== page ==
repatriated

Pled guilty to all counts.

Transferred to Sudan after serving his sentence.

Charges subsequently dismissed by Convening Authority in light of Hamdan v. United States (D.C. Cir. 2012) and Al Bahlul v. United States (D.C. Cir. 2014).

Mohammed Jawad

repatriated

Transferred to Afghanistan after federal court granted his petition for habeas corpus during pretrial proceedings.
Fouad al Rabia

repatriated

Transferred to Kuwait after federal court granted his petition for habeas corpus prior to trial.
Binyam Mohammed

repatriated

Transferred to England after charges dismissed by Convening Authority.
Obaidullah

repatriated

Charges dismissed at direction of Convening Authority on June 7, 2011.

Transferred to Afghanistan.

Mohammed Kamin

repatriated

Charges dismissed at direction of Convening Authority on December 3, 2009.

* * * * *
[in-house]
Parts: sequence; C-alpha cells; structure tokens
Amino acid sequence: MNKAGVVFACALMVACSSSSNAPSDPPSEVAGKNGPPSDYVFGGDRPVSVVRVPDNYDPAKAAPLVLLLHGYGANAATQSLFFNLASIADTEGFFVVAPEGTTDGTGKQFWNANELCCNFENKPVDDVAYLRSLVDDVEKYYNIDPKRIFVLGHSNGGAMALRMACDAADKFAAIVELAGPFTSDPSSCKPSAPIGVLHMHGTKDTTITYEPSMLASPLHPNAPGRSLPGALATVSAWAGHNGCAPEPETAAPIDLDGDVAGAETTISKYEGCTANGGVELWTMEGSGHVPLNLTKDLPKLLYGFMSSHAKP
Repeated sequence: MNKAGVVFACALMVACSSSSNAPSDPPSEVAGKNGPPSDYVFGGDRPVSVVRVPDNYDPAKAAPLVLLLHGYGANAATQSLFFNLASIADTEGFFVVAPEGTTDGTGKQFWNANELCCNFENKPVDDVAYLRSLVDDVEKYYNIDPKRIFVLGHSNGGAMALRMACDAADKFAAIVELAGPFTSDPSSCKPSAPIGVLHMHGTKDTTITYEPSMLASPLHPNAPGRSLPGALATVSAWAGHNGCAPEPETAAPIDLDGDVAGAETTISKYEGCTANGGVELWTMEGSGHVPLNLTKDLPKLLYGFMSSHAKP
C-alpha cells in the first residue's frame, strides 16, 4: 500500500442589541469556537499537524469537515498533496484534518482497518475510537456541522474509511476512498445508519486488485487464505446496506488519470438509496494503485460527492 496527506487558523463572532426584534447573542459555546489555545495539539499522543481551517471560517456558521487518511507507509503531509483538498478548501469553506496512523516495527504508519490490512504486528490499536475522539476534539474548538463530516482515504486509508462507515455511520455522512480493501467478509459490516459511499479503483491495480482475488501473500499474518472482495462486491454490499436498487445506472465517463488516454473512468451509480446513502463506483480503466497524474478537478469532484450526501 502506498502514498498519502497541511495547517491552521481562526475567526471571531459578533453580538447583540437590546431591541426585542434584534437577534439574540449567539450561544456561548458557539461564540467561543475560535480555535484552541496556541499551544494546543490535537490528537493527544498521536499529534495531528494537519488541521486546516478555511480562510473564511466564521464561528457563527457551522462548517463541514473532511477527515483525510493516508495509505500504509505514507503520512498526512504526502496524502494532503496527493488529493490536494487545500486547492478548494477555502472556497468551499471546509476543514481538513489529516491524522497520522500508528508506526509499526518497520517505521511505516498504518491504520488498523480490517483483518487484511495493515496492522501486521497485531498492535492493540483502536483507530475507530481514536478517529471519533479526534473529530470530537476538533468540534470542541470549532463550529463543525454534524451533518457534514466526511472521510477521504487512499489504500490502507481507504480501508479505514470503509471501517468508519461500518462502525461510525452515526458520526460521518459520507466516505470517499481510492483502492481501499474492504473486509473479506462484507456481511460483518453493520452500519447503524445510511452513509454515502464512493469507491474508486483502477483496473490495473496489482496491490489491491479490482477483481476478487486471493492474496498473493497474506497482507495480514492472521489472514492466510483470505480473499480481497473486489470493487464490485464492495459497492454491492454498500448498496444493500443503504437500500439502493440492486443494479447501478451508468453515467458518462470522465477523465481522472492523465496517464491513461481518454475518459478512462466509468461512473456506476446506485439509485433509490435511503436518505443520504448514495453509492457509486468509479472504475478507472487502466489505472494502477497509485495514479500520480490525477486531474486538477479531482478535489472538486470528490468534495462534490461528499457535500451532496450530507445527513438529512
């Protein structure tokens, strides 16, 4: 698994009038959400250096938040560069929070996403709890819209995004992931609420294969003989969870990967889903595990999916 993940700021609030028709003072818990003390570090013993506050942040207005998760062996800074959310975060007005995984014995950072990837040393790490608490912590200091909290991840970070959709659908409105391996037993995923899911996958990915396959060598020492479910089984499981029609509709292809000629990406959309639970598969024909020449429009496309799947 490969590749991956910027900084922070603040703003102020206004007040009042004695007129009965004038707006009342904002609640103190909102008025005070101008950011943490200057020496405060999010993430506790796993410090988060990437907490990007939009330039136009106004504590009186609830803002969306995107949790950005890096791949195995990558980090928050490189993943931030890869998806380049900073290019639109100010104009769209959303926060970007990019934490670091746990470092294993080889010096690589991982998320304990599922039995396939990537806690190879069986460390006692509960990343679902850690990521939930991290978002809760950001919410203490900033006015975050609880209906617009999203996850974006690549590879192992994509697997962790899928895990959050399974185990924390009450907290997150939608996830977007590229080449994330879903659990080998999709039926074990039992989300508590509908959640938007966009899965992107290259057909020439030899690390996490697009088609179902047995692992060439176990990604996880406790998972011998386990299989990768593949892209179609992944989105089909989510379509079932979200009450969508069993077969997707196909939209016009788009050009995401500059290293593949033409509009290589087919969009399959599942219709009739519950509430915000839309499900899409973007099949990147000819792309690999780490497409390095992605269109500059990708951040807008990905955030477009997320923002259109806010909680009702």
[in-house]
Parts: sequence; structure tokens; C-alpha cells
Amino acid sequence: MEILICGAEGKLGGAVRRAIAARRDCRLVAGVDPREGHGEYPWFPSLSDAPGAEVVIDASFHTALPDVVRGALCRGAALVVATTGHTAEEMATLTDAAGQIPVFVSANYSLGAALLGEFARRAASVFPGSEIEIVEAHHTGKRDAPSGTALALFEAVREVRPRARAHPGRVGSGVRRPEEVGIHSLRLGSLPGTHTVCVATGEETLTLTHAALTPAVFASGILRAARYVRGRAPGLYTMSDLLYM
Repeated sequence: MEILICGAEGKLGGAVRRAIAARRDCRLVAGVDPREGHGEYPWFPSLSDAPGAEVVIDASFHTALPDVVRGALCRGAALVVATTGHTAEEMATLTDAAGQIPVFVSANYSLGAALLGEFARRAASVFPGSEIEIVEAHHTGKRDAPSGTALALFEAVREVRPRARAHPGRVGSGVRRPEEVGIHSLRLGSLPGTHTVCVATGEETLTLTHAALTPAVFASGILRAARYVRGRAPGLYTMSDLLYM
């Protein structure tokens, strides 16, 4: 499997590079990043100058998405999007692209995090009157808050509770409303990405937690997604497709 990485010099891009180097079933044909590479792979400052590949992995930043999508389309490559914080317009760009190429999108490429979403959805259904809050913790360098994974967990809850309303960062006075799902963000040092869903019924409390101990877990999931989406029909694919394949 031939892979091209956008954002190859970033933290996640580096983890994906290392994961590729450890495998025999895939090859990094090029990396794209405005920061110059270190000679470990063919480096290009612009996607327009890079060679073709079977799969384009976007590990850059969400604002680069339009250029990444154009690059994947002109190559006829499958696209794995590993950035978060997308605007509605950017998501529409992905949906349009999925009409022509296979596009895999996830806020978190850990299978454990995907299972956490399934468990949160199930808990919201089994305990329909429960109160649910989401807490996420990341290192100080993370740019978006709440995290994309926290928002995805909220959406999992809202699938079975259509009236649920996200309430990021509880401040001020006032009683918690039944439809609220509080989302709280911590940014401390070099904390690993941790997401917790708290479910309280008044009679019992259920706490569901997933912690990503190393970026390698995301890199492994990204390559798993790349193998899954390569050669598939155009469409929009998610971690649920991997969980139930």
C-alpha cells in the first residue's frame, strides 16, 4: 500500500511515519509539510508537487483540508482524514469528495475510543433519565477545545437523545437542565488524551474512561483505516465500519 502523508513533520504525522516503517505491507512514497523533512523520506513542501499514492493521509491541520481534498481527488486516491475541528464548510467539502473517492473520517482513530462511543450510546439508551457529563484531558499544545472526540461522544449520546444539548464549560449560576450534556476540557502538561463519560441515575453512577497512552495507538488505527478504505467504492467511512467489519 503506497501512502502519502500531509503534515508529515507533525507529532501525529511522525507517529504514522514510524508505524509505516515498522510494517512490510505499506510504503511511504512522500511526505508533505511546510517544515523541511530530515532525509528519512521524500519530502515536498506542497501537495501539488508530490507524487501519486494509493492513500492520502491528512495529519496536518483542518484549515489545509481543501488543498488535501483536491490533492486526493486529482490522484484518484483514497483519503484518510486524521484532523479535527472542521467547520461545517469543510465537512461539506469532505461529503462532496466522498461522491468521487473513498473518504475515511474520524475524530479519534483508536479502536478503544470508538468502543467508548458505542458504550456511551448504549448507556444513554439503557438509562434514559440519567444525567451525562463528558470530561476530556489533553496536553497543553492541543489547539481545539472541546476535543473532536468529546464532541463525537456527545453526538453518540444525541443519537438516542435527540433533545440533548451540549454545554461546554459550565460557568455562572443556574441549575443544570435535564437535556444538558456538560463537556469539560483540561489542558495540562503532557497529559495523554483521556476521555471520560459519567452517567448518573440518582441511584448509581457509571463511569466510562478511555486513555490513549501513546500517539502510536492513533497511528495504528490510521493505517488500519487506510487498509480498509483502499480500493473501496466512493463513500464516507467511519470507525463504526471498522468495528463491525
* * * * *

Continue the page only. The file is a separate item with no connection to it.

Transferred to Afghanistan.

Tarek El Sawah

repatriated

Charges dismissed at direction of Convening Authority on March 1, 2012.

Transferred to Bosnia and Herzegovina.

Faiz al Kandari

repatriated

Charges dismissed at direction of Convening Authority June 29, 2012.

Transferred to Kuwait.

Ghassan al Sharbi Charges dismissed at direction of Convening Authority on January 18, 2013.
Jabran al Qahtani

repatriated

Charges dismissed at direction of Convening Authority on January 28, 2013.

Transferred to Saudi Arabia.

Sufyian Barhoumi Charges dismissed at direction of Convening Authority on January 28, 2013.
Abdul Ghani

repatriated

Charges dismissed at direction of Convening Authority on December 19, 2008.

Transferred to Afghanistan.

Abdul Zahir

resettled

Charges stayed indefinitely by the Appointing Authority on June 10, 2006.

Transferred to Oman.

Public Access Limitations[edit]